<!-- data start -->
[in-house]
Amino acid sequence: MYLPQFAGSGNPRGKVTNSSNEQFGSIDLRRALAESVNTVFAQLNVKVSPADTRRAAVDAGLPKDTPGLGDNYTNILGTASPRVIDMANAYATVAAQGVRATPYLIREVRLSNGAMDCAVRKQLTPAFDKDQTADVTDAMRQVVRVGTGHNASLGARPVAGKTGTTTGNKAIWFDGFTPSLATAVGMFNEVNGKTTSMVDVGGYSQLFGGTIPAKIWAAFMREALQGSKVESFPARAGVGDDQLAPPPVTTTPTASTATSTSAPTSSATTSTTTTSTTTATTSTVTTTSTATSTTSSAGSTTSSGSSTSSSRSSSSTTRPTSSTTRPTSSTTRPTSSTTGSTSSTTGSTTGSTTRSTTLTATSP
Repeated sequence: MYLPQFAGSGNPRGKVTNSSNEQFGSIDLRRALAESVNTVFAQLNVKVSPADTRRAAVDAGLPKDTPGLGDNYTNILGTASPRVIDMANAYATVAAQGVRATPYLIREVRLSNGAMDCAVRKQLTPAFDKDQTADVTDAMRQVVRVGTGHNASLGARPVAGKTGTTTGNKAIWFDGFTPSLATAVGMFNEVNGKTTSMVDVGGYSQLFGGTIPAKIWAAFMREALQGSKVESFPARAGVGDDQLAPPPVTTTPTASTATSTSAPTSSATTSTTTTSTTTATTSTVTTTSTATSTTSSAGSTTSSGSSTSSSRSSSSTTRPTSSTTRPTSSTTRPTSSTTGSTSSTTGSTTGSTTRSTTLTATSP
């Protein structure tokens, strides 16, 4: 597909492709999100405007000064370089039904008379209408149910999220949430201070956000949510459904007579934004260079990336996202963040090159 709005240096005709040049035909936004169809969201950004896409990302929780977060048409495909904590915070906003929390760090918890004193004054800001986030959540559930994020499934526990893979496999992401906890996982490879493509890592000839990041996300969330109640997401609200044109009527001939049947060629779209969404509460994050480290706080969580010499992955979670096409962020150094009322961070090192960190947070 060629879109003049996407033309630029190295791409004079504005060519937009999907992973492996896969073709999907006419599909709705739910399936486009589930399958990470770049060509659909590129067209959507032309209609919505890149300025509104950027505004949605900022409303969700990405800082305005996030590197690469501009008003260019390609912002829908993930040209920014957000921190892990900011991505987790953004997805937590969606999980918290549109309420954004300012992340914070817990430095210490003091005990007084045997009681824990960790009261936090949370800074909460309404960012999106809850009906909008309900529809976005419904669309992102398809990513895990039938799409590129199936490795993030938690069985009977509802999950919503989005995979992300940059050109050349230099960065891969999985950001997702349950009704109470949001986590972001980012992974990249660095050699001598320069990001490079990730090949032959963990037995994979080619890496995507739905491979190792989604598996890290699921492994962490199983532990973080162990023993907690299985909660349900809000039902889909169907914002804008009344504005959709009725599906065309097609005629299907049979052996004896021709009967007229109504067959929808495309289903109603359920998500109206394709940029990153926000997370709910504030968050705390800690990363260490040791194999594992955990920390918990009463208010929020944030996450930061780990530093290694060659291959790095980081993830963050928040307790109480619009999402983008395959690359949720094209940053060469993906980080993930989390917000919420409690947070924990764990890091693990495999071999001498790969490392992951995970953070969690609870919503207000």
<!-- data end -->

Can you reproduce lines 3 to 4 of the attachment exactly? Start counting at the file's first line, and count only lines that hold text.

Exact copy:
Repeated sequence: MYLPQFAGSGNPRGKVTNSSNEQFGSIDLRRALAESVNTVFAQLNVKVSPADTRRAAVDAGLPKDTPGLGDNYTNILGTASPRVIDMANAYATVAAQGVRATPYLIREVRLSNGAMDCAVRKQLTPAFDKDQTADVTDAMRQVVRVGTGHNASLGARPVAGKTGTTTGNKAIWFDGFTPSLATAVGMFNEVNGKTTSMVDVGGYSQLFGGTIPAKIWAAFMREALQGSKVESFPARAGVGDDQLAPPPVTTTPTASTATSTSAPTSSATTSTTTTSTTTATTSTVTTTSTATSTTSSAGSTTSSGSSTSSSRSSSSTTRPTSSTTRPTSSTTRPTSSTTGSTSSTTGSTTGSTTRSTTLTATSP
């Protein structure tokens, strides 16, 4: 597909492709999100405007000064370089039904008379209408149910999220949430201070956000949510459904007579934004260079990336996202963040090159 709005240096005709040049035909936004169809969201950004896409990302929780977060048409495909904590915070906003929390760090918890004193004054800001986030959540559930994020499934526990893979496999992401906890996982490879493509890592000839990041996300969330109640997401609200044109009527001939049947060629779209969404509460994050480290706080969580010499992955979670096409962020150094009322961070090192960190947070 060629879109003049996407033309630029190295791409004079504005060519937009999907992973492996896969073709999907006419599909709705739910399936486009589930399958990470770049060509659909590129067209959507032309209609919505890149300025509104950027505004949605900022409303969700990405800082305005996030590197690469501009008003260019390609912002829908993930040209920014957000921190892990900011991505987790953004997805937590969606999980918290549109309420954004300012992340914070817990430095210490003091005990007084045997009681824990960790009261936090949370800074909460309404960012999106809850009906909008309900529809976005419904669309992102398809990513895990039938799409590129199936490795993030938690069985009977509802999950919503989005995979992300940059050109050349230099960065891969999985950001997702349950009704109470949001986590972001980012992974990249660095050699001598320069990001490079990730090949032959963990037995994979080619890496995507739905491979190792989604598996890290699921492994962490199983532990973080162990023993907690299985909660349900809000039902889909169907914002804008009344504005959709009725599906065309097609005629299907049979052996004896021709009967007229109504067959929808495309289903109603359920998500109206394709940029990153926000997370709910504030968050705390800690990363260490040791194999594992955990920390918990009463208010929020944030996450930061780990530093290694060659291959790095980081993830963050928040307790109480619009999402983008395959690359949720094209940053060469993906980080993930989390917000919420409690947070924990764990890091693990495999071999001498790969490392992951995970953070969690609870919503207000």